Scott H Young

TEDx – Can You Get an MIT Education for Less than $2000?


Last month I spoke at TEDxEastsidePrep about the MIT Challenge. Some highlights from the talk:

  • The technique I’ve used to watch a semester of classes in 2 days
  • How you can learn faster without going to school
  • The tool you can use to figure out where your time is going

I did the talk just over a month ago, so the official count of classes completed is now at 24 out of 33, which means there are only nine left to go (putting me roughly at the start of my “senior” year, were I an actual MIT student).

On a more personal note, this was my first public speaking event related to this blog, so I’d love to hear what you think of it!


Print Friendly
StumbleUpon It!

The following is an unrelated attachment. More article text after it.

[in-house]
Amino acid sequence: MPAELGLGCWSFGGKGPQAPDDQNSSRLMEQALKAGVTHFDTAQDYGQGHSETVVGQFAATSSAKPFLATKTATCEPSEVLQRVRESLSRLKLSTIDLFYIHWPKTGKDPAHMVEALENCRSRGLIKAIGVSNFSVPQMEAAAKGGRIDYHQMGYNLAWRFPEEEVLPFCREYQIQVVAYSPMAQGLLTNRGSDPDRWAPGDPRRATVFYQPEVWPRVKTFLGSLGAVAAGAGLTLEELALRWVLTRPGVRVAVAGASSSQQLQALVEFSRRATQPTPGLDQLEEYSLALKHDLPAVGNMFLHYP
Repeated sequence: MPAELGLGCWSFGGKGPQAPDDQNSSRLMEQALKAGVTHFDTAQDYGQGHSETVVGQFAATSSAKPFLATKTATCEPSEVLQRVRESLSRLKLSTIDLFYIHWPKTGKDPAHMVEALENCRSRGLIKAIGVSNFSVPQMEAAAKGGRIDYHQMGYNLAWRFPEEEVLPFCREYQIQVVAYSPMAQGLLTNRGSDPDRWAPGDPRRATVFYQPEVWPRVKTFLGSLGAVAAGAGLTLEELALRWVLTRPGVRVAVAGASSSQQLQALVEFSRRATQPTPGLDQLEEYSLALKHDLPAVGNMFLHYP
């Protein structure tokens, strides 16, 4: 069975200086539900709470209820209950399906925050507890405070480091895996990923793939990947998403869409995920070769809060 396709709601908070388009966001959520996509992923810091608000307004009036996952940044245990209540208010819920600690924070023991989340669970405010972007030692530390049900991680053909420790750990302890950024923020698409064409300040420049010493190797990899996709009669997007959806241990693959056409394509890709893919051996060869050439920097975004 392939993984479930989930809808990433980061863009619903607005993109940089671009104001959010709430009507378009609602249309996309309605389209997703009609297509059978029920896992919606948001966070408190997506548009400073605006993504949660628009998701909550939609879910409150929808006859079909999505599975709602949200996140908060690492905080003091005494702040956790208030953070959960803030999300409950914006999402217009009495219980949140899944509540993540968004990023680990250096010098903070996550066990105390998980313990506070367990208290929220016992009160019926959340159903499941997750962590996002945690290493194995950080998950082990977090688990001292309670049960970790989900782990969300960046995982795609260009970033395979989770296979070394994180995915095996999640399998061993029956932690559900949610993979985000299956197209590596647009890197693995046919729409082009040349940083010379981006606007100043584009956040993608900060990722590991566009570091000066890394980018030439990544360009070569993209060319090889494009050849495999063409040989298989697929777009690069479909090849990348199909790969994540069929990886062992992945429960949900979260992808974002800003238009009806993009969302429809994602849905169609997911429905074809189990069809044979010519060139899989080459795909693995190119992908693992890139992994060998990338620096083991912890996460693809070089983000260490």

This website is supported, in part, by affiliate arrangements (usually Amazon). Affiliate relationships are always marked by bolded links.


43 Responses to “TEDx – Can You Get an MIT Education for Less than $2000?”

  1. sandy says:

    Congratulations on your presentation. I passed it on. And I think you’re going to inspire many. Now here’s the thing: will universities hear you and start to charge those who decide to pursue your plan?

  2. slatedalteration says:

    Scott, it’s been a pleasure checking in on your work over the past few months.
    The allure of hearing an influential, radical idea–that once processed over time is still as stimulating as when it was first introduced–is fascinating.
    Your MIT Challenge is that kind of idea, and your simple, yet efficient implementation of the idea has been inspiring to witness.